How to Cook The Perfect Turkey

Brined Herb-Roasted Turkey


1 12-pound turkey (preferably organic and free-range)


1 cup sugar
1 cup kosher salt
1 bunch fresh sage
1 bunch fresh thyme
3 tablespoons cracked black pepper

Turkey stock:

Turkey giblets, neck, and other trimmings
1 onion, sliced
1 stalk celery, sliced
1 carrot, sliced
2 cloves garlic, sliced
Coarse salt and freshly ground pepper
4 cups chicken stock

Herb butter (make day of roasting):

8 tablespoons (one stick) softened unsalted butter
1/4 cup extra-virgin olive oil
1 tablespoon lemon juice
1 tablespoon chopped shallot
1 teaspoon chopped garlic
1/4 cup chopped parsley
1 tablespoon chopped chives
1 tablespoon chopped sage
1 tablespoon chopped thyme
1 teaspoon chopped tarragon

Roasting the turkey:

1 onion, sliced
4 stalks celery, sliced
2 carrots, sliced
Coarse salt and freshly ground pepper
4 to 5 cups turkey stock
1 cup dry white wine
3 tablespoons butter
3 tablespoons flour

Brine: One to two days before serving, place 1 gallon of water in a large stock pot with the sugar, salt, sage, thyme, and pepper. Bring to a boil, and simmer for 10 minutes. Strain and chill.

Place the turkey in a deep casserole or roasting pan that is large enough to allow most (preferably all) of the turkey to be submerged in the brine. Cover the casserole with plastic wrap and refrigerate. Turn the turkey in the brine every few hours if it is not totally submerged. (You can also place the turkey and brine in a large plastic bag placed in a bowl for support, if you do not have a large enough container.) Let steep for 24 to 36 hours.

Stock: Preheat the oven to 400 degrees. Cut the last two joints off each turkey wing, leaving the wing drumstick on the bird, and put them in a small roasting pan. Roast until the skin is well browned, 45 minutes to an hour. Put the roasted wings in a soup pot with the giblets and the neck, setting the liver aside. Add the vegetables, 1 teaspoon salt, several grinds of pepper, chicken stock, and 3 cups cold water. Bring to a boil and simmer over medium-low heat, partially covered, for 2 to 3 hours, until the meat is falling from the bones and the turkey gizzard is very tender. Poach the turkey liver in the stock for 6 to 7 minutes; remove, cover, and refrigerate. Strain the stock into a bowl or jug, reserving the giblets, and refrigerate. There should be 5 to 6 cups.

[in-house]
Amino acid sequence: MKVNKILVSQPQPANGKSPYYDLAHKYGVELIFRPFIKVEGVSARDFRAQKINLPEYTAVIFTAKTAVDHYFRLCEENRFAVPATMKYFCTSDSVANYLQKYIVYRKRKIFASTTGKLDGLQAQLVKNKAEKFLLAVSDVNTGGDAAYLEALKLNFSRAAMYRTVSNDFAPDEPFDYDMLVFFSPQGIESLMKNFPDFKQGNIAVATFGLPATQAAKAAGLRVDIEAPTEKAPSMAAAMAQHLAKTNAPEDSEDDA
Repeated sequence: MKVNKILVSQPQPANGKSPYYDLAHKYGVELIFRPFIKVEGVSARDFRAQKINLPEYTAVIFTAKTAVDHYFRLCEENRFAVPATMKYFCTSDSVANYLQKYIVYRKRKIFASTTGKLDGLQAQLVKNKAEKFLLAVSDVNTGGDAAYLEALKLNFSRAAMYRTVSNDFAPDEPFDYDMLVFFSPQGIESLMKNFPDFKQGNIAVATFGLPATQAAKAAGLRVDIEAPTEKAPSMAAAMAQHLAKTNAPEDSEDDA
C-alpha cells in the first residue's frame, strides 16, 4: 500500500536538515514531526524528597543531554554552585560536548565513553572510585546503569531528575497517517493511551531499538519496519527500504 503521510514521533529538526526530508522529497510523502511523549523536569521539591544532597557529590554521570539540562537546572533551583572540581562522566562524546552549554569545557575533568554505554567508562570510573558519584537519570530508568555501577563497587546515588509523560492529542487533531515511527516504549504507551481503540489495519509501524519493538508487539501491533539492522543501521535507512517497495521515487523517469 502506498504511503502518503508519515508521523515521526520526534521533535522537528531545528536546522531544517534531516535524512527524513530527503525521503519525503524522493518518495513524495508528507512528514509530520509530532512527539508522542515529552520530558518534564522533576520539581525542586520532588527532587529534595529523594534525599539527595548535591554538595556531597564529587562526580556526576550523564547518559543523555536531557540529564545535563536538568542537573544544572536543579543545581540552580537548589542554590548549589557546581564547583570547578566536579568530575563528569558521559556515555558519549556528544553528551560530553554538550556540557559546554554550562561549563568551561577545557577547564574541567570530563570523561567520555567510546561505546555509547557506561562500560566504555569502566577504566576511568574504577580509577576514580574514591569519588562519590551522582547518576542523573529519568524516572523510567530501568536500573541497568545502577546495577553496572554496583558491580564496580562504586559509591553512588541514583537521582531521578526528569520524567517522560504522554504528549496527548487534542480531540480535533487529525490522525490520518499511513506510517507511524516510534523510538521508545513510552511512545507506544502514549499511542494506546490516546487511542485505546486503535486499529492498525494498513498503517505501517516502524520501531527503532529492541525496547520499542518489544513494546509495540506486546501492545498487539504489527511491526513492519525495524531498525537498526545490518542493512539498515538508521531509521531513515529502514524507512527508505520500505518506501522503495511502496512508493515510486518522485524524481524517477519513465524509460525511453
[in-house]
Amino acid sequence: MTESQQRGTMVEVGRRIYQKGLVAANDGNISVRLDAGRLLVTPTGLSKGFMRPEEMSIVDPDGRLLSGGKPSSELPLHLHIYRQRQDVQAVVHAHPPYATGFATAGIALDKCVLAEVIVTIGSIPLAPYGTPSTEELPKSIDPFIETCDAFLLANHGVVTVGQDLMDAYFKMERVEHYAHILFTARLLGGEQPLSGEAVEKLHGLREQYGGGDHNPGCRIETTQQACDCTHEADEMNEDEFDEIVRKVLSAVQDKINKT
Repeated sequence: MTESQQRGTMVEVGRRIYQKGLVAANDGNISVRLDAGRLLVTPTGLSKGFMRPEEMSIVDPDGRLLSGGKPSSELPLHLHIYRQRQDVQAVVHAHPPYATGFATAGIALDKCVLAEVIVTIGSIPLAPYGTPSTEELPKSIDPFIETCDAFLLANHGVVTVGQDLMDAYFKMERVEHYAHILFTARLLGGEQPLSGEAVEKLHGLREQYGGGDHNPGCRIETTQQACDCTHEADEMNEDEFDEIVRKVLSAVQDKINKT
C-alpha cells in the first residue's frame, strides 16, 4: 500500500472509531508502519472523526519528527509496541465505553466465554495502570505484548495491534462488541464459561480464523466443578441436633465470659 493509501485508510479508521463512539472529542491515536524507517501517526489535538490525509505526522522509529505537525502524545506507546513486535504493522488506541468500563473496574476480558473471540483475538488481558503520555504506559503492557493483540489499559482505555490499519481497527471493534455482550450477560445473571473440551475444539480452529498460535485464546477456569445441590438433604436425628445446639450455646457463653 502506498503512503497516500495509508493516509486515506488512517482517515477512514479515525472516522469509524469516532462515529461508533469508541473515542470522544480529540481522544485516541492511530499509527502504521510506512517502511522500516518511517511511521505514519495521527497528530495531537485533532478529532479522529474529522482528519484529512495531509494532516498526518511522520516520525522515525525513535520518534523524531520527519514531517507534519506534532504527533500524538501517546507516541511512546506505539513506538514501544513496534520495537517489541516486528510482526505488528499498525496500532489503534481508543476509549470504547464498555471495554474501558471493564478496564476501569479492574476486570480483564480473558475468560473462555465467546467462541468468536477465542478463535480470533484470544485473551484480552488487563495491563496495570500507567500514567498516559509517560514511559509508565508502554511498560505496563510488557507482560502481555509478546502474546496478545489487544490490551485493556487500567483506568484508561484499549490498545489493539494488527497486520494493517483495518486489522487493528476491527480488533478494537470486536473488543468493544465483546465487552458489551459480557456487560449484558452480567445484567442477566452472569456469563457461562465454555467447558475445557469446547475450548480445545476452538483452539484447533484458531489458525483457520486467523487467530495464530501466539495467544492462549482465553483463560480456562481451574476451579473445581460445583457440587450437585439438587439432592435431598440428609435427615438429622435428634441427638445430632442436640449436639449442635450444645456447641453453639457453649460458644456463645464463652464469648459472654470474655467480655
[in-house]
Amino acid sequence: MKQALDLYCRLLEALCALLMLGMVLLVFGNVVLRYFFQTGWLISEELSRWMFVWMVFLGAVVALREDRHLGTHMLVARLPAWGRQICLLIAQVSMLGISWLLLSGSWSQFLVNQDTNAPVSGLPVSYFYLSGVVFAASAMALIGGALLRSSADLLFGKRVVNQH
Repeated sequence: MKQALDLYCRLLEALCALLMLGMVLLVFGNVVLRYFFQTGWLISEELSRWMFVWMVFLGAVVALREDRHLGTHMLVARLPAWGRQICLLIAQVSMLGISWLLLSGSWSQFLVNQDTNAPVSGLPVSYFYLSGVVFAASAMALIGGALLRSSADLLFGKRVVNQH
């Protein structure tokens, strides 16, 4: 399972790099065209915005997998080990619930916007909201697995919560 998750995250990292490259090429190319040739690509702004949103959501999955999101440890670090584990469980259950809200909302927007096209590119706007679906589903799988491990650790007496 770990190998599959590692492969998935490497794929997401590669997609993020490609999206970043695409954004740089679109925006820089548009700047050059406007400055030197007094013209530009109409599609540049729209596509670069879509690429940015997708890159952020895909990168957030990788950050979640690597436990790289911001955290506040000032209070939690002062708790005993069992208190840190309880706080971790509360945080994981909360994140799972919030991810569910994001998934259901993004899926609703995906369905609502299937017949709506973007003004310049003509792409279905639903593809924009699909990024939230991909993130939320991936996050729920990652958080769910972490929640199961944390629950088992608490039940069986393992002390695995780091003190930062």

Herb butter: On serving day, place all the ingredients for the herb butter in a food processor and blend. Transfer to a small pastry bag or Baggie, and set aside.

Cooking the turkey: About 5 hours before serving time, remove the turkey from the refrigerator. Lift it out of the brine, and rinse off under fresh cold water. Dry the bird with paper towels.

Slide a small rubber spatula between the skin and the breast meat to separate them. Pipe half of the herb butter under the skin of both breasts from the cavity opening, spreading the butter evenly over the whole breast area with the fingertips. Rub the remaining herb butter all over the outside of the bird.

Fill the body cavity and the neck cavity loosely with stuffing. Truss the bird loosely with butcher’s twine and season with salt and pepper. Spread the sliced vegetables over the bottom of a large roasting pan and lay the turkey on top. Add a cup of stock to the pan.

About 4 hours before serving time, preheat the oven to 375 degrees, and position the rack in the lower half of the oven.